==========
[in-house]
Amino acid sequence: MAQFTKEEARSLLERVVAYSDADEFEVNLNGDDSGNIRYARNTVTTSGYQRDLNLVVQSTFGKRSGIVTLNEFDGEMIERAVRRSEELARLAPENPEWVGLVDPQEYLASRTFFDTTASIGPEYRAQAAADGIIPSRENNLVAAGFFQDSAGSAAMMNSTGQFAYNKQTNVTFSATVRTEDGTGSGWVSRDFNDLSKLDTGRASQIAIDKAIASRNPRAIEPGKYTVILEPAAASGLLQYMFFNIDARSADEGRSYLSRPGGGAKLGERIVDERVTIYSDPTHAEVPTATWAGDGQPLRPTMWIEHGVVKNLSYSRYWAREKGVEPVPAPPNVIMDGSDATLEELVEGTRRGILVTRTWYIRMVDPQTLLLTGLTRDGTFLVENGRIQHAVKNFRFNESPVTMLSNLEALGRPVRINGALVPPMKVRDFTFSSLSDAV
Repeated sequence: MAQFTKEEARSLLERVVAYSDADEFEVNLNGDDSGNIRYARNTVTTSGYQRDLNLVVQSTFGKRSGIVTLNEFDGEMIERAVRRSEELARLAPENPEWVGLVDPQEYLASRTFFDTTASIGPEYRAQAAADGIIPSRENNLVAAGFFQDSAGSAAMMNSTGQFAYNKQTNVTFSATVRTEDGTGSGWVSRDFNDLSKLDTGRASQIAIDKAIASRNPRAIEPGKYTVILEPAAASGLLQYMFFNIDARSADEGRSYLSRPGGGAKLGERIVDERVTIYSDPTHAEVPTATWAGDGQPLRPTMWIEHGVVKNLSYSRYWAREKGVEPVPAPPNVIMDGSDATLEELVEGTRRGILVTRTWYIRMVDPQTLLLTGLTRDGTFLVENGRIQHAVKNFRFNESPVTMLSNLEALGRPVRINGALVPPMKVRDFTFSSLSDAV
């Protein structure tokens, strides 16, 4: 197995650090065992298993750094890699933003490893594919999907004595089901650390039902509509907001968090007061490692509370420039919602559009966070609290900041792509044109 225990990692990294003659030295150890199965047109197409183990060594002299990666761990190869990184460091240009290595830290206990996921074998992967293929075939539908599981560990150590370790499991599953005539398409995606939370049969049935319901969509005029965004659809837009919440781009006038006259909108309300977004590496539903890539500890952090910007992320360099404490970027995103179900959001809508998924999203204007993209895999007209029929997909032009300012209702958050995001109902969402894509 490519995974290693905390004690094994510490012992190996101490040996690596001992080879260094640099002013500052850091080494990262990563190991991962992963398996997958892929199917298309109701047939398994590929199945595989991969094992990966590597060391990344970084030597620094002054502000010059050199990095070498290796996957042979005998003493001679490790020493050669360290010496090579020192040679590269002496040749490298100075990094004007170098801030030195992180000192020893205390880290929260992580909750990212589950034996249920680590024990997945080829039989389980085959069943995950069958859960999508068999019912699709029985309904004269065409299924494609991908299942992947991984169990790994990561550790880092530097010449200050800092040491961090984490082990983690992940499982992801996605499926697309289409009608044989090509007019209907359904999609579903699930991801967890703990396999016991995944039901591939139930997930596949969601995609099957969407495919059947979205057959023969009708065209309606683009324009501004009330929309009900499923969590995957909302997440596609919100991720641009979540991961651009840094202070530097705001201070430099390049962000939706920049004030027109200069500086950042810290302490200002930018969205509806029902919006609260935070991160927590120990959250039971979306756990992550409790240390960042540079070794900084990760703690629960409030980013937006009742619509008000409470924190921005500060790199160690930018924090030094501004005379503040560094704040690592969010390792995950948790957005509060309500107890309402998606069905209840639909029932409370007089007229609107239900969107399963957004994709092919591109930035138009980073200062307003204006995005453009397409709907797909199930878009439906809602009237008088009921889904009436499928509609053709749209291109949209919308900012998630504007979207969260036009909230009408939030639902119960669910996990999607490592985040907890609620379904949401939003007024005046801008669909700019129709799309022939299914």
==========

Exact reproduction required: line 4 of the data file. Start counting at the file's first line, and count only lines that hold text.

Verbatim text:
């Protein structure tokens, strides 16, 4: 197995650090065992298993750094890699933003490893594919999907004595089901650390039902509509907001968090007061490692509370420039919602559009966070609290900041792509044109 225990990692990294003659030295150890199965047109197409183990060594002299990666761990190869990184460091240009290595830290206990996921074998992967293929075939539908599981560990150590370790499991599953005539398409995606939370049969049935319901969509005029965004659809837009919440781009006038006259909108309300977004590496539903890539500890952090910007992320360099404490970027995103179900959001809508998924999203204007993209895999007209029929997909032009300012209702958050995001109902969402894509 490519995974290693905390004690094994510490012992190996101490040996690596001992080879260094640099002013500052850091080494990262990563190991991962992963398996997958892929199917298309109701047939398994590929199945595989991969094992990966590597060391990344970084030597620094002054502000010059050199990095070498290796996957042979005998003493001679490790020493050669360290010496090579020192040679590269002496040749490298100075990094004007170098801030030195992180000192020893205390880290929260992580909750990212589950034996249920680590024990997945080829039989389980085959069943995950069958859960999508068999019912699709029985309904004269065409299924494609991908299942992947991984169990790994990561550790880092530097010449200050800092040491961090984490082990983690992940499982992801996605499926697309289409009608044989090509007019209907359904999609579903699930991801967890703990396999016991995944039901591939139930997930596949969601995609099957969407495919059947979205057959023969009708065209309606683009324009501004009330929309009900499923969590995957909302997440596609919100991720641009979540991961651009840094202070530097705001201070430099390049962000939706920049004030027109200069500086950042810290302490200002930018969205509806029902919006609260935070991160927590120990959250039971979306756990992550409790240390960042540079070794900084990760703690629960409030980013937006009742619509008000409470924190921005500060790199160690930018924090030094501004005379503040560094704040690592969010390792995950948790957005509060309500107890309402998606069905209840639909029932409370007089007229609107239900969107399963957004994709092919591109930035138009980073200062307003204006995005453009397409709907797909199930878009439906809602009237008088009921889904009436499928509609053709749209291109949209919308900012998630504007979207969260036009909230009408939030639902119960669910996990999607490592985040907890609620379904949401939003007024005046801008669909700019129709799309022939299914």